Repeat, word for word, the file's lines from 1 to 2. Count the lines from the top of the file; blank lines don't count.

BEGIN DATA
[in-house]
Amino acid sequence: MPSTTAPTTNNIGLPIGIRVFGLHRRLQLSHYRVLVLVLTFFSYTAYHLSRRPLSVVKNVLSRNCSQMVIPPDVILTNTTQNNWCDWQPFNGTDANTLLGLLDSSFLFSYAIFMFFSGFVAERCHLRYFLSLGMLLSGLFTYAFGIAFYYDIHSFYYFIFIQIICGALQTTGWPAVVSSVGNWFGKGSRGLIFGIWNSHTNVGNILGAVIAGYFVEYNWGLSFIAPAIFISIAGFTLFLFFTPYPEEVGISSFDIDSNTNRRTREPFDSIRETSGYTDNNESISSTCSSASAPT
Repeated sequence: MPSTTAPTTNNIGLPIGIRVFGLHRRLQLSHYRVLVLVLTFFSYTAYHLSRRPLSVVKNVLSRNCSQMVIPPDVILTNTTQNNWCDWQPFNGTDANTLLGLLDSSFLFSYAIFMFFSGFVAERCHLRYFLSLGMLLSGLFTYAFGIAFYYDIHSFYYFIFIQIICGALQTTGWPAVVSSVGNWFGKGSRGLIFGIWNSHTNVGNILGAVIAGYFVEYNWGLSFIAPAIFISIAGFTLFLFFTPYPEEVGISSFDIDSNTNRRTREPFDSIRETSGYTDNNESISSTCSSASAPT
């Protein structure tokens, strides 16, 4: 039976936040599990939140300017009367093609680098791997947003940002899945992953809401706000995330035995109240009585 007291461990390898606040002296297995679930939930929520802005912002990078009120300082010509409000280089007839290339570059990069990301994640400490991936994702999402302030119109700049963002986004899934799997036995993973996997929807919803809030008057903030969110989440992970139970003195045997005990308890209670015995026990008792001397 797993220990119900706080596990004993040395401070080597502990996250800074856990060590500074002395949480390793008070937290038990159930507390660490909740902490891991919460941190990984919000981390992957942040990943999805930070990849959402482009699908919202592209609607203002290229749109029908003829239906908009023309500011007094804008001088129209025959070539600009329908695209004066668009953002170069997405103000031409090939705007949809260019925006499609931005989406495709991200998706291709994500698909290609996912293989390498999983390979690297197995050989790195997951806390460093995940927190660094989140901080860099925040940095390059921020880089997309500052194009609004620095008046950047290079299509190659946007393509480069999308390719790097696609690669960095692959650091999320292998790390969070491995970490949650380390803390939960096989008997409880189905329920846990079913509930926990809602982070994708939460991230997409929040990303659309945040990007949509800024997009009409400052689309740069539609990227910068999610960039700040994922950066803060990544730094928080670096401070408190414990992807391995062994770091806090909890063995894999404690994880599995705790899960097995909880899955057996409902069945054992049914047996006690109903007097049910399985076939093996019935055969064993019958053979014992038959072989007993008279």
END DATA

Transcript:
[in-house]
Amino acid sequence: MPSTTAPTTNNIGLPIGIRVFGLHRRLQLSHYRVLVLVLTFFSYTAYHLSRRPLSVVKNVLSRNCSQMVIPPDVILTNTTQNNWCDWQPFNGTDANTLLGLLDSSFLFSYAIFMFFSGFVAERCHLRYFLSLGMLLSGLFTYAFGIAFYYDIHSFYYFIFIQIICGALQTTGWPAVVSSVGNWFGKGSRGLIFGIWNSHTNVGNILGAVIAGYFVEYNWGLSFIAPAIFISIAGFTLFLFFTPYPEEVGISSFDIDSNTNRRTREPFDSIRETSGYTDNNESISSTCSSASAPT